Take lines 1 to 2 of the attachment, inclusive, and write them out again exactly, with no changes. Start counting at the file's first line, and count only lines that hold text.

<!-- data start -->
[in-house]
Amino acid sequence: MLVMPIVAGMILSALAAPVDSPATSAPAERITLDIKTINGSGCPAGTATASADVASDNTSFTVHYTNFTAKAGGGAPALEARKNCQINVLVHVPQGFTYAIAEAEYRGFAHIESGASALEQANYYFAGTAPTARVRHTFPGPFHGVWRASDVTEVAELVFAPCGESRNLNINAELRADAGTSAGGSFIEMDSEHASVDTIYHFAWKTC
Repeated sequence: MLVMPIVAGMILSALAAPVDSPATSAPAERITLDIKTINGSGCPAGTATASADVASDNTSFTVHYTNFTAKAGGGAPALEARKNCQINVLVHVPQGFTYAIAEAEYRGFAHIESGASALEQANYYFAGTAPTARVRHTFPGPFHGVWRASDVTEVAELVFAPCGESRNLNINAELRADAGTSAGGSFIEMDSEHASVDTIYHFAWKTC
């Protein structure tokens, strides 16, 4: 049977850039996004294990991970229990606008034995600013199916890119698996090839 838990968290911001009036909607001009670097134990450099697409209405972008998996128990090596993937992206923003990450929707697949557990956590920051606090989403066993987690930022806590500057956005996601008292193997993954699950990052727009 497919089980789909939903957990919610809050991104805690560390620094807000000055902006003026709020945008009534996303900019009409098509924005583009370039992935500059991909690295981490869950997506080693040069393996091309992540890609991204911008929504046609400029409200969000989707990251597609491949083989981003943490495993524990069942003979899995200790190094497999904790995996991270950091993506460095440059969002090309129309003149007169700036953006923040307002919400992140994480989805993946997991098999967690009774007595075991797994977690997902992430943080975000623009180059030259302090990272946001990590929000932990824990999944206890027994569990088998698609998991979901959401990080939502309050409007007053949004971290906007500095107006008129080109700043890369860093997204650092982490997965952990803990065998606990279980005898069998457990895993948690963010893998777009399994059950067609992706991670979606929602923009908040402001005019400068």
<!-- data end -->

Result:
[in-house]
Amino acid sequence: MLVMPIVAGMILSALAAPVDSPATSAPAERITLDIKTINGSGCPAGTATASADVASDNTSFTVHYTNFTAKAGGGAPALEARKNCQINVLVHVPQGFTYAIAEAEYRGFAHIESGASALEQANYYFAGTAPTARVRHTFPGPFHGVWRASDVTEVAELVFAPCGESRNLNINAELRADAGTSAGGSFIEMDSEHASVDTIYHFAWKTC